The Widnes scrum-half went to the final twice with next weekend's opponents, Wigan, when he was a restless, teenaged presence on the substitutes' bench. Still only 21, this time he will be there with his home-town club, carrying a large share of the responsibility for enhancing his side's prospects against the best-oiled Wembley machine the stadium has seen.
'It will be a very different experience this time,' he says. 'When you play at Wembley for your home-town club, you must get the feeling that all your family and friends are behind you. I must know about half the Widnes spectators by name.'
It has been an uneven, meandering path that has brought Goulding home. A fresh-faced prodigy when Wigan recruited him at 16, for what was then a record signing-on fee for a player from amateur rugby league, it did not take him long to start chafing at the frustration of being unable to force his way past Andy Gregory and Shaun Edwards and win a regular first-team place.
John Monie, the Wigan coach, viewed him as a hooker - even then, Goulding was solid and chunky enough to slot into the front row - increasing his dissatisfaction and, in 1991, he moved to Leeds for pounds 100,000.
His wholehearted enthusiasm in a disappointing side endeared him to the Headingley fans but, after a single season, he was on the move again, an incident at a training camp prompting the Leeds coach, Doug Laughton, to unload him.
There were other incidents that punctuated a troubled early career: a controversial, premature departure from Eastern Suburbs in Sydney, an incident in an Auckland restaurant during the Great Britain tour in 1990, and another court case, successfully defended, in Widnes.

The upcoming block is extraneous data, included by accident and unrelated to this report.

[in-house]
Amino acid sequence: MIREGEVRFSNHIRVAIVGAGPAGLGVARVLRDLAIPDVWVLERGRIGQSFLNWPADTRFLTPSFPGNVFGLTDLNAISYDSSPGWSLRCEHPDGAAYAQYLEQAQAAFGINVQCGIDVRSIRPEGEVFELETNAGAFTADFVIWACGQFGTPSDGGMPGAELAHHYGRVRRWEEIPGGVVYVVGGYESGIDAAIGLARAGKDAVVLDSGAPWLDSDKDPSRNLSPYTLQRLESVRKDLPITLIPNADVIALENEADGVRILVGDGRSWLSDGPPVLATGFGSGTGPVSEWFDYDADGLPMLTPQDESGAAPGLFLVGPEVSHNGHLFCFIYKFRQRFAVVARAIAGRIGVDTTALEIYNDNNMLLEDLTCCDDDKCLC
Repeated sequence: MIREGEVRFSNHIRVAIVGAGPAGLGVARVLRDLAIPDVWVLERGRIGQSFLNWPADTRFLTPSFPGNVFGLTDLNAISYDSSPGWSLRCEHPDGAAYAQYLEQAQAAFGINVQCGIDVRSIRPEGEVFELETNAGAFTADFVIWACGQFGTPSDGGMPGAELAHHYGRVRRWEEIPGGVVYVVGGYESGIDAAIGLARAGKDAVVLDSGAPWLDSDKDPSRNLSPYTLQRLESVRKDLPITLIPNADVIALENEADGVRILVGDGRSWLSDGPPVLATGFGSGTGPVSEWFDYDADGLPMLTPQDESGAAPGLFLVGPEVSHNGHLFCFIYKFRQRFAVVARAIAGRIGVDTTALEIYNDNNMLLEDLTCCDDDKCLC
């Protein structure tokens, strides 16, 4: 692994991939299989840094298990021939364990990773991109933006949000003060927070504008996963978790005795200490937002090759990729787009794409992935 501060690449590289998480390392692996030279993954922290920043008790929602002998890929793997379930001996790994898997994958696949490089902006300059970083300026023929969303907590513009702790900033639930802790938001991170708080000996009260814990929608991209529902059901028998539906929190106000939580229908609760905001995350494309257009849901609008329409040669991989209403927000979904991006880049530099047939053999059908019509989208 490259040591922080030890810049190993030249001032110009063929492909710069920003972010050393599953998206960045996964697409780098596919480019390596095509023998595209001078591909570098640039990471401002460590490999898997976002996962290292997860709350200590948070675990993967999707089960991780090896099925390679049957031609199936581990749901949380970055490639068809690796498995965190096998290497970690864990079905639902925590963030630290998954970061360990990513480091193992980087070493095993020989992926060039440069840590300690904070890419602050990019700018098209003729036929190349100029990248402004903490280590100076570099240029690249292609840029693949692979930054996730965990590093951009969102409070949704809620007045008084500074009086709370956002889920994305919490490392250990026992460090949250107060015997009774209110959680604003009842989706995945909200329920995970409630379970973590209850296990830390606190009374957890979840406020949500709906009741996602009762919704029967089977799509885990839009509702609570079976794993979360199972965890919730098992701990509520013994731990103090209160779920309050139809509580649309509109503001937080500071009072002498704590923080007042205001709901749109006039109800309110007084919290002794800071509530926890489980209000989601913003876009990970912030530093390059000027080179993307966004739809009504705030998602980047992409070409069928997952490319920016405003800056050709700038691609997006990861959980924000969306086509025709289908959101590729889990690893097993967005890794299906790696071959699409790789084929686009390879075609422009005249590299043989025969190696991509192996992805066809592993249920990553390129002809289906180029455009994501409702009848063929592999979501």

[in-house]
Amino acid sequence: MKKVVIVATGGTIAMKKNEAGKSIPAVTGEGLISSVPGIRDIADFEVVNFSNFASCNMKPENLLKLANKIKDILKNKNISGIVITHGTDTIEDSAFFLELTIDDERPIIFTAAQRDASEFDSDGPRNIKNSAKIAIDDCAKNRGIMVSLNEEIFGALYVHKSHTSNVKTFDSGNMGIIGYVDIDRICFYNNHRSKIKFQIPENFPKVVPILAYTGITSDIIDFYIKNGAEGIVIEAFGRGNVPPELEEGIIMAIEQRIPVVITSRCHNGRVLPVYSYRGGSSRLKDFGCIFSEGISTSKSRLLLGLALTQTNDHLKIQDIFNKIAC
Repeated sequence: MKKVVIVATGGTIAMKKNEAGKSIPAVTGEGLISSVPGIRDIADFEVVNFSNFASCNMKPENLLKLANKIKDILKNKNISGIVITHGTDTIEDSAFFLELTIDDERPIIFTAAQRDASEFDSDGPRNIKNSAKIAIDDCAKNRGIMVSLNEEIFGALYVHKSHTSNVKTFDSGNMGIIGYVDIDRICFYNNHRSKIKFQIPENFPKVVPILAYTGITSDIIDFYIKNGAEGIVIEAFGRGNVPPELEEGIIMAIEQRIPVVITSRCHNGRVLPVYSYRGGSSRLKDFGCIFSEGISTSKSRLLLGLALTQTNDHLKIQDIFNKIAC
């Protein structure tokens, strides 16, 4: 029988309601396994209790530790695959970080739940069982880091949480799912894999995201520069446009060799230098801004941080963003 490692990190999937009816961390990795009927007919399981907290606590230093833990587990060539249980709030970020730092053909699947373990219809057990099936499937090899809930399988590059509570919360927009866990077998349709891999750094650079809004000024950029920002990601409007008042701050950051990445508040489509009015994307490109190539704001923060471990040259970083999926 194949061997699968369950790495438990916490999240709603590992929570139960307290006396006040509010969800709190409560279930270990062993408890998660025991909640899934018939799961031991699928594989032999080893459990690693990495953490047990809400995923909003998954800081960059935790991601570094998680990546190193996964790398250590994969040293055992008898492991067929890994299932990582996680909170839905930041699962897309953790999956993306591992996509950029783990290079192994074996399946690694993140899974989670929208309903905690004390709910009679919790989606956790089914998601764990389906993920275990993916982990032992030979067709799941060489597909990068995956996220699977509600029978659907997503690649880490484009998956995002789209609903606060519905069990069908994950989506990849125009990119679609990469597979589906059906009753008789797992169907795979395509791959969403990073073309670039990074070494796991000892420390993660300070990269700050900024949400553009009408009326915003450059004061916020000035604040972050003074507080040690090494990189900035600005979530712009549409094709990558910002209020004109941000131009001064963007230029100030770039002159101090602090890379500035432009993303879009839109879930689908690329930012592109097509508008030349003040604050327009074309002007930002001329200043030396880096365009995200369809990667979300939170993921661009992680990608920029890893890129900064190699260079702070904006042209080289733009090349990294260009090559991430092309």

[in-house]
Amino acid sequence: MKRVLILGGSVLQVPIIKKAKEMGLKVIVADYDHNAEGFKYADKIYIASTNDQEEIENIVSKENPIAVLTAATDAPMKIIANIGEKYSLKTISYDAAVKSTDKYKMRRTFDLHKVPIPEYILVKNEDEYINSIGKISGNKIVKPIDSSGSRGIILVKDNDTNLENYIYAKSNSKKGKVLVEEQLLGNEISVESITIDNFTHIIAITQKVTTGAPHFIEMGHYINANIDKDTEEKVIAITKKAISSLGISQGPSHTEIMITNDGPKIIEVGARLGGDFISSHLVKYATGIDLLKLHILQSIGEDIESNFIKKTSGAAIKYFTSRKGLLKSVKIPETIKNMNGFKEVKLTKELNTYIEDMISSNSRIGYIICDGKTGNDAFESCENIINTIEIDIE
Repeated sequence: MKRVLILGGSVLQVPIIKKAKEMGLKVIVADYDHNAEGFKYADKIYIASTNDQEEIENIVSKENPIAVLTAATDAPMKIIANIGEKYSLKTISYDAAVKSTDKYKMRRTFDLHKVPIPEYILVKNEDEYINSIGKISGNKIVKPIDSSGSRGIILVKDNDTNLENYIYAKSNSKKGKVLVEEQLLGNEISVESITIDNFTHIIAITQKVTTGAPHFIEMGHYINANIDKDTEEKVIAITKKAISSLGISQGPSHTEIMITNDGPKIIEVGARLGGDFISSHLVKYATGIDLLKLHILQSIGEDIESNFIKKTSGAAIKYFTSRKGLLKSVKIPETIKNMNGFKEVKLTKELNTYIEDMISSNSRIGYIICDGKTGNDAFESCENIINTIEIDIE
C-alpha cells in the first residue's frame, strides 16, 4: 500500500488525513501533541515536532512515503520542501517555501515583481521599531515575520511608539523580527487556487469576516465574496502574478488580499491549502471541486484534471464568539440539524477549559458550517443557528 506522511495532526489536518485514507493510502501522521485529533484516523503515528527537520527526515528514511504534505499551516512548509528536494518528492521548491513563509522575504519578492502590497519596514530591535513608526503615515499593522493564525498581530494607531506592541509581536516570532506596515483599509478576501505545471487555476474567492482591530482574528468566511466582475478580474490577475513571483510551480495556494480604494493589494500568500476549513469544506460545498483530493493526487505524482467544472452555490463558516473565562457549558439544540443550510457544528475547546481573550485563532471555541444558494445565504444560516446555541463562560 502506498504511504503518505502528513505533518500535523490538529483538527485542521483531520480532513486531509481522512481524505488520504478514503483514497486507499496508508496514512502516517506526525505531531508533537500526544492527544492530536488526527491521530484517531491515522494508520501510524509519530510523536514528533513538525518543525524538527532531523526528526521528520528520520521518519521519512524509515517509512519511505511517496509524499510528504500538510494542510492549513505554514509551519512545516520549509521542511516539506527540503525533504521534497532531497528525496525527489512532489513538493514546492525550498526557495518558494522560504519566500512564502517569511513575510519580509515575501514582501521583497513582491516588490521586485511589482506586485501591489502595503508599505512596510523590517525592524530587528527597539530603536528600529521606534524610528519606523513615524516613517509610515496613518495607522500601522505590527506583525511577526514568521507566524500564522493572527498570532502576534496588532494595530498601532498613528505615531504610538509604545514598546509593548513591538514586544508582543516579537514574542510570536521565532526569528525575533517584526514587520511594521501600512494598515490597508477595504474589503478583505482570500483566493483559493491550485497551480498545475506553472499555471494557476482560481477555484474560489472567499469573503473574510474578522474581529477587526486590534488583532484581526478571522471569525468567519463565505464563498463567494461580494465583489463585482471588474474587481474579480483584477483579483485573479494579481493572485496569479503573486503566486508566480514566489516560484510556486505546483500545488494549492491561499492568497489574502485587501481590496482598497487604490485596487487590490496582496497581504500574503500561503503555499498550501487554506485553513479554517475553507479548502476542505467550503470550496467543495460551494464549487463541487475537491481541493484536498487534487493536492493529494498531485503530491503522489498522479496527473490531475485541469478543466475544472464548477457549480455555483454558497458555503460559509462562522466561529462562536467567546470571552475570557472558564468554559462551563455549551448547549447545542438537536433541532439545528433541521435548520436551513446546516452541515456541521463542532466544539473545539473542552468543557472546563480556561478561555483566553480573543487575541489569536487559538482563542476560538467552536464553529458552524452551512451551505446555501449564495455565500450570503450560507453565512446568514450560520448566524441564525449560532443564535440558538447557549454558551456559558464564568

The other running theme consisted of Goulding's declarations that he had grown up and seen the error of his ways, but he had earned himself the image of a young man who was frank and friendly for 99 per cent of the time but impossible for the remainder.
Even now, when he points to the stability of his family life - he still lives in Leeds and has a wife and a baby son, Robert junior - and says that he has definitely and irrevocably grown up, you think: 'Oh yes, Bobby, of course you have.'
Not before time, however, the headlines this season have all been concerned with his play, which has been consistently admirable and sometimes exceptional. Goulding has answered doubts about his pace by adopting an organising role that is both muscular and calculating.
His half-back link with Jonathan Davies has blossomed beyond expectations and the pair have been able to prosper on the momentum given them by a pack which, up to and including the semi-final victory over Leeds, looked capable of giving any opponents a torrid time.
Since that dominant performance at Central Park, Widnes have suffered from a bad case of Wembleyitis. It is a disease that traditionally afflicts finalists-in- waiting, preventing them from playing anything but the most slipshod rugby between semi-final and final, and Widnes have had it worse than most.
'It is hard keeping your mind on the job, especially before a Wembley final that carries all this extra significance for me. But Wigan always manage it and it's up to other clubs to do the same,' Goulding said.
The problem any side faces in meeting Wigan at Wembley is finding a way of compensating for their inevitable shortfall in experience of the occasion. Wigan have been there and won for the last five years and, to have a chance, Widnes need to negate that advantage.
'It's a big gap for anyone to close,' Goulding said, 'but I think there's only Widnes that could give them a good game at Wembley, because of the sort of rugby we're capable of playing.'